TL;DR: The results suggest that the doping-induced structural and size transition, demonstrated here in NaYF4 upconversion nanocrystals, could be extended to other lanthanide-doped nanocrystal systems for applications ranging from luminescent biological labels to volumetric three-dimensional displays.
Abstract: Doping is a widely applied technological process in materials science that involves incorporating atoms or ions of appropriate elements into host lattices to yield hybrid materials with desirable properties and functions. For nanocrystalline materials, doping is of fundamental importance in stabilizing a specific crystallographic phase, modifying electronic properties, modulating magnetism as well as tuning emission properties. Here we describe a material system in which doping influences the growth process to give simultaneous control over the crystallographic phase, size and optical emission properties of the resulting nanocrystals. We show that NaYF(4) nanocrystals can be rationally tuned in size (down to ten nanometres), phase (cubic or hexagonal) and upconversion emission colour (green to blue) through use of trivalent lanthanide dopant ions introduced at precisely defined concentrations. We use first-principles calculations to confirm that the influence of lanthanide doping on crystal phase and size arises from a strong dependence on the size and dipole polarizability of the substitutional dopant ion. Our results suggest that the doping-induced structural and size transition, demonstrated here in NaYF(4) upconversion nanocrystals, could be extended to other lanthanide-doped nanocrystal systems for applications ranging from luminescent biological labels to volumetric three-dimensional displays.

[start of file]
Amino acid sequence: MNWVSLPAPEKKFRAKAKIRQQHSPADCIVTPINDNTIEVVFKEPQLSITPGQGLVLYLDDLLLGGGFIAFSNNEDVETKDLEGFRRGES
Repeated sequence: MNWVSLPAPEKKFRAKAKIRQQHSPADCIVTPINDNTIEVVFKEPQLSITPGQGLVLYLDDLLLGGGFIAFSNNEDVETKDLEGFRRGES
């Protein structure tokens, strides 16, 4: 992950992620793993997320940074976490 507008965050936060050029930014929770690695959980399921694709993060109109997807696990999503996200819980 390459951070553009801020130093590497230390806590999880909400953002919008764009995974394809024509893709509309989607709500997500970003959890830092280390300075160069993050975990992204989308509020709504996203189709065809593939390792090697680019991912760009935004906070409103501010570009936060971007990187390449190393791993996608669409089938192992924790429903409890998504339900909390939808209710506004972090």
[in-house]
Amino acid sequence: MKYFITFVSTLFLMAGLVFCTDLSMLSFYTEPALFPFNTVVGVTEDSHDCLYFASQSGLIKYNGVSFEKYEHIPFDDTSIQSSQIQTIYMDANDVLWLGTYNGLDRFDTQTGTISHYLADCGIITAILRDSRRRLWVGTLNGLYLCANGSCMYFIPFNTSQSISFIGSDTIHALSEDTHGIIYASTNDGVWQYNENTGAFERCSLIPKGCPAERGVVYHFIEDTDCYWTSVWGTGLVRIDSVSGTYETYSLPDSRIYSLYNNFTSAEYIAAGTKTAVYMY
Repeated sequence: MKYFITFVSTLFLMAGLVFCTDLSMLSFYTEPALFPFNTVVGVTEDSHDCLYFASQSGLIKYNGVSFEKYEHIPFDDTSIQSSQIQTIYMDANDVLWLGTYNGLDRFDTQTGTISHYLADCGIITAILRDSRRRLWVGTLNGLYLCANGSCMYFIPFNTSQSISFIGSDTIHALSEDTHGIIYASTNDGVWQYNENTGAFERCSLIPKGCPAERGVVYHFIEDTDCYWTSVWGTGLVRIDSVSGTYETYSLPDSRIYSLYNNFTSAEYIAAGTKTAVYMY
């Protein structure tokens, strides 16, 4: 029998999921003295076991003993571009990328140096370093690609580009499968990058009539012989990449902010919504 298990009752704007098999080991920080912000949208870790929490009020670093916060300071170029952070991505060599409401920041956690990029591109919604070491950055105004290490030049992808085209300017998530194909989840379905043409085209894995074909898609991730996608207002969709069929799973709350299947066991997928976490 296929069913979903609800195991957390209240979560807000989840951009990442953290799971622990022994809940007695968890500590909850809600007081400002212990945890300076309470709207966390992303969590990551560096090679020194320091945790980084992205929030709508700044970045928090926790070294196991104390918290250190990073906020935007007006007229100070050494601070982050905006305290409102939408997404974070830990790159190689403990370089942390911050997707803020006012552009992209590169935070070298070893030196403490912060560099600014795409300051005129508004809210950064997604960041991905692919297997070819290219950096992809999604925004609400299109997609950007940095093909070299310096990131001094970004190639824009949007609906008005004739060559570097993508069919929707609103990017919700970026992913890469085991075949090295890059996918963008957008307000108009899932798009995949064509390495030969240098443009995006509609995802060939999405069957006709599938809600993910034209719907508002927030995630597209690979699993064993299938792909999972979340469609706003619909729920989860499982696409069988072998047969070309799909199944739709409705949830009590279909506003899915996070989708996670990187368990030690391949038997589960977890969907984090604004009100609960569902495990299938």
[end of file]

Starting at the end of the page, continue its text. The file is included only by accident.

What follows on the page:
St George’s University Hospitals NHS Foundation Trust1, New York University2, McMaster University3, Brown University4, Catholic University of the Sacred Heart5, Autonomous University of Barcelona6, University of Manitoba7, Emory University8, Hebrew University of Jerusalem9, University of Toronto10, University of Pittsburgh11, St Thomas' Hospital12, University College London13, Vanderbilt University14, Keio University15, Memorial Hospital of South Bend16, Rowan University17, University of Mississippi18, Rush University Medical Center19, University of Ulsan20, Universidade Federal do Rio Grande do Sul21, Federal University of São Paulo22, Regions Hospital23, Washington University in St. Louis24, University of Ottawa25, University of Sydney26, University of New South Wales27, Fujita Health University28, University of Copenhagen29, Sapienza University of Rome30, Christiana Care Health System31, Stanford University32, King Abdullah University of Science and Technology33, University of Kansas34, Harvard University35, California Pacific Medical Center36, University of Amsterdam37, Université libre de Bruxelles38, Houston Methodist Hospital39
01 Mar 2017-Critical Care Medicine
TL;DR: A consensus committee of 55 international experts representing 25 international organizations was assembled at key international meetings (forSurviving Sepsis Campaign Guidelines for Management of Sepsis and Septic Shock: 2012 as discussed by the authors ).
Abstract: Objective:To provide an update to “Surviving Sepsis Campaign Guidelines for Management of Sepsis and Septic Shock: 2012.”Design:A consensus committee of 55 international experts representing 25 international organizations was convened. Nominal groups were assembled at key international meetings (for
Showing all 6221 results
|Jean M. J. Fréchet||154||726||90295|
|Carlos M. Duarte||132||1173||86672|
|Donal D. C. Bradley||115||652||65837|